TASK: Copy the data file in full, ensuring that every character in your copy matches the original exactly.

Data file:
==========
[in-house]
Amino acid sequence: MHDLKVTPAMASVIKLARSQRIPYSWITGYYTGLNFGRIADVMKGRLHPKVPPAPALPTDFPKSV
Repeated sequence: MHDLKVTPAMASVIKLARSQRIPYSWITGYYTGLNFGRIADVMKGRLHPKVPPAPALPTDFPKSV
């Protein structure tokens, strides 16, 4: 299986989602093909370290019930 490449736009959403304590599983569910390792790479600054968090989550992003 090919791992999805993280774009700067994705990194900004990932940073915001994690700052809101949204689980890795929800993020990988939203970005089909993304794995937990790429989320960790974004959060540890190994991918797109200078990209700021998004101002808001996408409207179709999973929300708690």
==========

[in-house]
Amino acid sequence: MHDLKVTPAMASVIKLARSQRIPYSWITGYYTGLNFGRIADVMKGRLHPKVPPAPALPTDFPKSV
Repeated sequence: MHDLKVTPAMASVIKLARSQRIPYSWITGYYTGLNFGRIADVMKGRLHPKVPPAPALPTDFPKSV
């Protein structure tokens, strides 16, 4: 299986989602093909370290019930 490449736009959403304590599983569910390792790479600054968090989550992003 090919791992999805993280774009700067994705990194900004990932940073915001994690700052809101949204689980890795929800993020990988939203970005089909993304794995937990790429989320960790974004959060540890190994991918797109200078990209700021998004101002808001996408409207179709999973929300708690």